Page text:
In “The Infiltrator,” Competence Is Its Own Reward


The Infiltrator (Brad Furman, 2016)

Following his delightful 2011 thriller The Lincoln Lawyer – which helped launch the Matthew McConaissance – director Brad Furman decidedly did not return to form with his 2013 follow-up, Runner Runner. Where the former was taut and masterfully paced, the latter mistook baroque intrigue for meaningful drama, losing itself in the murky depths of what passed for plot. It was a disappointing come-down, but now Furman is back, working off of a script by his mother, Ellen Brown Furman (a type of collaboration which, apparently, is a cinematic first), and I am happy to report that the result, while far from perfect, makes for a reasonably entertaining two-hour undercover procedural that mixes pulpy, stylish fun with a palpable sense of real-life danger. Furman still can’t quite escape a penchant for unnecessary melodrama, and all too often allows the intrusive score from composer Chris Hajian (Welcome to Academia) to ruin otherwise fine moments, but this is still a compulsively watchable tale of derring-do that mostly rises above its flaws.

Based on the true-crime autobiographical account, of the same title, by IRS/U.S. Customs Agent Robert Mazur (still very much with us and still offering his services to those in need), The Infiltrator takes place in 1985, in Florida, where the Colombian drug cartels are flourishing in the midst of Reagan-era America’s “war on drugs” (a term actually coined in Nixon’s time). Government agent Mazur, fresh from a successful drug bust in which he was severely burned by the microphone wire taped to his chest, could retire with a full pension, his work-related injury guaranteeing that no one would think the worst of him. Instead, he decides to go after the big money this time, rather than the low-level pushers, and soon finds himself posing as a New York Mafioso, peddling money-laundering services to the drug kingpins of Pablo Escobar‘s organization. It’s some seriously risky business, the stress of which inevitably takes a toll on Mazur’s home life. Still, part of the attraction to this line of work is that one gets to legally live like a gangster, and there’s no question that Mazur takes to the part with glee and gusto. Beyond the question of his physical survival, the larger issue is whether or not his soul will remain intact.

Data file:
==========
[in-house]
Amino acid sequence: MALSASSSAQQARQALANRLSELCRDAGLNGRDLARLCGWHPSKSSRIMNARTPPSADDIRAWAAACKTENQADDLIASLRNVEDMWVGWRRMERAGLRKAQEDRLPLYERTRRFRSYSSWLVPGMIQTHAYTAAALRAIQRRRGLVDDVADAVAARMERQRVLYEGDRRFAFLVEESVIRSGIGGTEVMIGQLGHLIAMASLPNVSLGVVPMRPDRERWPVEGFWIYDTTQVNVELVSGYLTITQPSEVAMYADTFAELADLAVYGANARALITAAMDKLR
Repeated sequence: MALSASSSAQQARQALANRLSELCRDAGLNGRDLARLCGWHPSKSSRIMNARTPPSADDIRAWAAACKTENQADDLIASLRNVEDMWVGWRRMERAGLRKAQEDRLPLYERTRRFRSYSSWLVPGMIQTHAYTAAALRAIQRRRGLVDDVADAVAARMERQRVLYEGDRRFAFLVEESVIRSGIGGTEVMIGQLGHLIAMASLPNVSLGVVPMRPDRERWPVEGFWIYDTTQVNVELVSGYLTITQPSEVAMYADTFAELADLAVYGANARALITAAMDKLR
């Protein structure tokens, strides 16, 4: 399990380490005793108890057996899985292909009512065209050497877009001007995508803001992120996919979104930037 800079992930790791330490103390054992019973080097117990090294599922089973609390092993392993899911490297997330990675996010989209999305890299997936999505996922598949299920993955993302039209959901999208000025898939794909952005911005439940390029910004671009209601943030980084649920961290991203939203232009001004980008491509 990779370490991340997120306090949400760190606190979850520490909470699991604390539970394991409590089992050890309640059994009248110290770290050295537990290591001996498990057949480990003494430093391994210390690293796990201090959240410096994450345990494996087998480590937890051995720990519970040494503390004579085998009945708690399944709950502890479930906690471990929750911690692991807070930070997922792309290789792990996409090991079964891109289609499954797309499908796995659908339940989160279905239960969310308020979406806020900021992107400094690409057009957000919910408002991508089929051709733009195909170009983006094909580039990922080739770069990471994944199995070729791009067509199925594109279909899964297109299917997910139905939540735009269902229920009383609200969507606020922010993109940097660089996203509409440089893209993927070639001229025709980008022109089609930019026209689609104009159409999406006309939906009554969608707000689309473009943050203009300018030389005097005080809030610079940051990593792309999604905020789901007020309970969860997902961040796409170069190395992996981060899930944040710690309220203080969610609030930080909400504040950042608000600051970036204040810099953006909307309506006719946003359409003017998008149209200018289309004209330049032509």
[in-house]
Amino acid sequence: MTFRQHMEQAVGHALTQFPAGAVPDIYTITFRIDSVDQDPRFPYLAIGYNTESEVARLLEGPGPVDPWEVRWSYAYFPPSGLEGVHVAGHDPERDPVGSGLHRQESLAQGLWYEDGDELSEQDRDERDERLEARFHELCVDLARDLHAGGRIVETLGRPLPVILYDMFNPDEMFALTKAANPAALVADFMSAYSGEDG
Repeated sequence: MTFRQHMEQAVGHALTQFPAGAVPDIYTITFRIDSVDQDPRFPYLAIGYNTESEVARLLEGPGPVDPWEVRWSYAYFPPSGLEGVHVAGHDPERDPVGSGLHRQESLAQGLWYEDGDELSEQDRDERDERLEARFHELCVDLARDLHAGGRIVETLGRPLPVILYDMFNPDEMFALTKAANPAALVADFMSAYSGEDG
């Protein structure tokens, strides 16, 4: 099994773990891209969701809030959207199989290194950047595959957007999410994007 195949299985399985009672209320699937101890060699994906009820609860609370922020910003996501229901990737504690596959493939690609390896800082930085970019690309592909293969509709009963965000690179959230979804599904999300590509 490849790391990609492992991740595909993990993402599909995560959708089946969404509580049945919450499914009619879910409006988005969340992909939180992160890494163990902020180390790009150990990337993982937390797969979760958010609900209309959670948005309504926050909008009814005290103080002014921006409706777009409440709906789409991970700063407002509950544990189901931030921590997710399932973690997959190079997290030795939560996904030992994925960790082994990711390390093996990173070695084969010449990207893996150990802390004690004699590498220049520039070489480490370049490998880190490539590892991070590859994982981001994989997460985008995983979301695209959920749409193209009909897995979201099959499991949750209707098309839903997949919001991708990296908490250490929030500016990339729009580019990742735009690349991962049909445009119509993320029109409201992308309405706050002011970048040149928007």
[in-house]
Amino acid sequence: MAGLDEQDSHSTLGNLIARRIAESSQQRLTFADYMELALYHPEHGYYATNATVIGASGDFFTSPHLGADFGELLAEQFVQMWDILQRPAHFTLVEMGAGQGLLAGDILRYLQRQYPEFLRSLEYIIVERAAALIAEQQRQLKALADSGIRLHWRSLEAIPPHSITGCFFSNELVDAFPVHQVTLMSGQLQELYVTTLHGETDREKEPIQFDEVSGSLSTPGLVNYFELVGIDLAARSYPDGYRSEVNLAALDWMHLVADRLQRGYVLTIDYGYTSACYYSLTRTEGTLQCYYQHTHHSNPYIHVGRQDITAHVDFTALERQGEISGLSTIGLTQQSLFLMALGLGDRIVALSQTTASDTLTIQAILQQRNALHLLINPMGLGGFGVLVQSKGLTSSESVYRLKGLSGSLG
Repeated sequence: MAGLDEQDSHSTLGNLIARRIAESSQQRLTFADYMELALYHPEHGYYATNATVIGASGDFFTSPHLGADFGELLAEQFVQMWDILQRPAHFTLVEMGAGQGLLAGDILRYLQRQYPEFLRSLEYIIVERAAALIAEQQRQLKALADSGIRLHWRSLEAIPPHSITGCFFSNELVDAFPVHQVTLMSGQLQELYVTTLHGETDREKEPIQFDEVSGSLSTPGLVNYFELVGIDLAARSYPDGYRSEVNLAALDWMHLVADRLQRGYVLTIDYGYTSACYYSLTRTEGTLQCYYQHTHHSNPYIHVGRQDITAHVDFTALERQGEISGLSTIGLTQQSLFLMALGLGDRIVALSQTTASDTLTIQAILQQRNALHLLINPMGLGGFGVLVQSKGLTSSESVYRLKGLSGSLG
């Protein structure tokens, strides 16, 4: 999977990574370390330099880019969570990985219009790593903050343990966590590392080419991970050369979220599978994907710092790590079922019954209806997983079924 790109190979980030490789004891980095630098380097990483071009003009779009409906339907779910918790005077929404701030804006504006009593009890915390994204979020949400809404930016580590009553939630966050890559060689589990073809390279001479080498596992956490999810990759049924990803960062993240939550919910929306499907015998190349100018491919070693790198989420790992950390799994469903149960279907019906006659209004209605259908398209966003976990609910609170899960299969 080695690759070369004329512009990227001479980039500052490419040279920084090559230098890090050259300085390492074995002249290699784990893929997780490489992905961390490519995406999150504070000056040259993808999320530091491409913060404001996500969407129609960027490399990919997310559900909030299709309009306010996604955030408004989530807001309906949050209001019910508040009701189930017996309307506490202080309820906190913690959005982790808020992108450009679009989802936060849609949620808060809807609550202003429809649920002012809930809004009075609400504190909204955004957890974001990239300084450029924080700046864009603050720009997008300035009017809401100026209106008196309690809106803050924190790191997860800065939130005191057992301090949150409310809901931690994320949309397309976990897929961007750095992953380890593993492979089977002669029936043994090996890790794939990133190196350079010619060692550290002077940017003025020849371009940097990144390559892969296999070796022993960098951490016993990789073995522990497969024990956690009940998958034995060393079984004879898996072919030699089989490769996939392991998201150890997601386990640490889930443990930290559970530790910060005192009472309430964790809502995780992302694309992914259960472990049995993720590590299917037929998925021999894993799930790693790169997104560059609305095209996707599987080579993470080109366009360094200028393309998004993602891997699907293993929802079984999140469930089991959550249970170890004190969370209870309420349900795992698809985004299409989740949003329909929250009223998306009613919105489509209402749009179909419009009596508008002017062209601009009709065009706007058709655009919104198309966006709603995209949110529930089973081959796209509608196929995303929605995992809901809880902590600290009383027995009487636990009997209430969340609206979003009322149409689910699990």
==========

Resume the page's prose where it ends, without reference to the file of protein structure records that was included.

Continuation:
Mazur is played by Bryan Cranston (Breaking Bad) who, at 60, is a perhaps a little old to play a man in his 40s, but whatever the cragginess of his features, he brings his usual commitment to the part, and perfectly represents Mazur’s moral dilemma as he plunges deeper into the undercover abyss. He’s helped a lot by a stellar supporting cast, which includes John Leguizamo (American Ultra), Olympia Dukakis (7 Chinese Brothers), Diane Kruger (Inglourious Basterds) and Benjamin Bratt (Love in the Time of Cholera), among others. It’s hard not to lament the waste of the likes of Amy Ryan (reprising, to a T, her performance from Central Intelligence), Jason Isaacs (Nine Lives) and Saïd Taghmaoui (La Haine), in tiny parts, but at least the film is filled with skilled actors in even the most throw-away of roles. And when the story drags (and it does), there’s never a moment where we there isn’t at least something, or someone, to hold our interest. So despite some inconsistent plotting – including one scene, involving a tuxedo, that is an egregious example of a screenwriter inventing the implausible for purely dramatic purposes – the film delivers a meaningful payoff at the end, where the at-times Byzantine narrative threads all come together in a satisfying finale. Crime may not pay, here, but competence reaps some solid rewards.

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